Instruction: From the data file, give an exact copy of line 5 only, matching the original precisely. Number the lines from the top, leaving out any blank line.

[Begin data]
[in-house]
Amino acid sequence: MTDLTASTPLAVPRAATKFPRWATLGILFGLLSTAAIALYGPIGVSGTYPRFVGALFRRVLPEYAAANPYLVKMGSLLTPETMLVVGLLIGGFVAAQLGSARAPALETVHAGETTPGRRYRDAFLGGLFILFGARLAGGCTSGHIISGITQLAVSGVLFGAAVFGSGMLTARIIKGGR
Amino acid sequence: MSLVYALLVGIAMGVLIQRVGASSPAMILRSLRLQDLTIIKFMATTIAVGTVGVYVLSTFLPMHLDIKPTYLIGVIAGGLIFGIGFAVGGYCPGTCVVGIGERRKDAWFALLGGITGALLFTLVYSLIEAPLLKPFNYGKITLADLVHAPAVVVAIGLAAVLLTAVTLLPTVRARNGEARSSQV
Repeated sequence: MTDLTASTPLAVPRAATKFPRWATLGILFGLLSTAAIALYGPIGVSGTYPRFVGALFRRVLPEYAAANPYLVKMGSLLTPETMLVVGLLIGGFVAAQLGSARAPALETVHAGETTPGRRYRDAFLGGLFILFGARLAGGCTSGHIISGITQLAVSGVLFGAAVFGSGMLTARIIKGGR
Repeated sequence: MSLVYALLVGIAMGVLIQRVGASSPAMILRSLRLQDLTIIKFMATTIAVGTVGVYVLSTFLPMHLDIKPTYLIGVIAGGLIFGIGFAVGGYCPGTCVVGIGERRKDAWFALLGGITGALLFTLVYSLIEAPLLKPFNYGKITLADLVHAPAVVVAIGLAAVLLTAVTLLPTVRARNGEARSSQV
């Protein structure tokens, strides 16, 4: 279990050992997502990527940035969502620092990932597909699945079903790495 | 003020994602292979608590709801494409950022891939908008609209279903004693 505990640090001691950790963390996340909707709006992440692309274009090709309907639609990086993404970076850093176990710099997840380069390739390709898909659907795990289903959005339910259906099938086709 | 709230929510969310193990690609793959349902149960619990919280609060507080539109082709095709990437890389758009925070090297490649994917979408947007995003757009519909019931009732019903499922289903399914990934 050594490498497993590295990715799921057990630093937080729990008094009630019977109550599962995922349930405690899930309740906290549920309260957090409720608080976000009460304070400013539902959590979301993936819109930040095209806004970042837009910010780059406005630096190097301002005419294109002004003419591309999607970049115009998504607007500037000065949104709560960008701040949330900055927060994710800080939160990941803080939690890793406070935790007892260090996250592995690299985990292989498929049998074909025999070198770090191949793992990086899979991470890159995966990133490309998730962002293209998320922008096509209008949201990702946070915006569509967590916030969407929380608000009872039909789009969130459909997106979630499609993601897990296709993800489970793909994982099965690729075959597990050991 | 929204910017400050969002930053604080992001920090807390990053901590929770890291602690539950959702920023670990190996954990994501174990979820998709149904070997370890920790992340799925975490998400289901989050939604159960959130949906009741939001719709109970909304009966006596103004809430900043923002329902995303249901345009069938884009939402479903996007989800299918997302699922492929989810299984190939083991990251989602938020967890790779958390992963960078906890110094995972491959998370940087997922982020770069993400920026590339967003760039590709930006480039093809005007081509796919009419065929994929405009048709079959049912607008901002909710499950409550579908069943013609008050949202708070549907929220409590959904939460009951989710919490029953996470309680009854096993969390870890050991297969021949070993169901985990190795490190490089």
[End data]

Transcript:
Repeated sequence: MSLVYALLVGIAMGVLIQRVGASSPAMILRSLRLQDLTIIKFMATTIAVGTVGVYVLSTFLPMHLDIKPTYLIGVIAGGLIFGIGFAVGGYCPGTCVVGIGERRKDAWFALLGGITGALLFTLVYSLIEAPLLKPFNYGKITLADLVHAPAVVVAIGLAAVLLTAVTLLPTVRARNGEARSSQV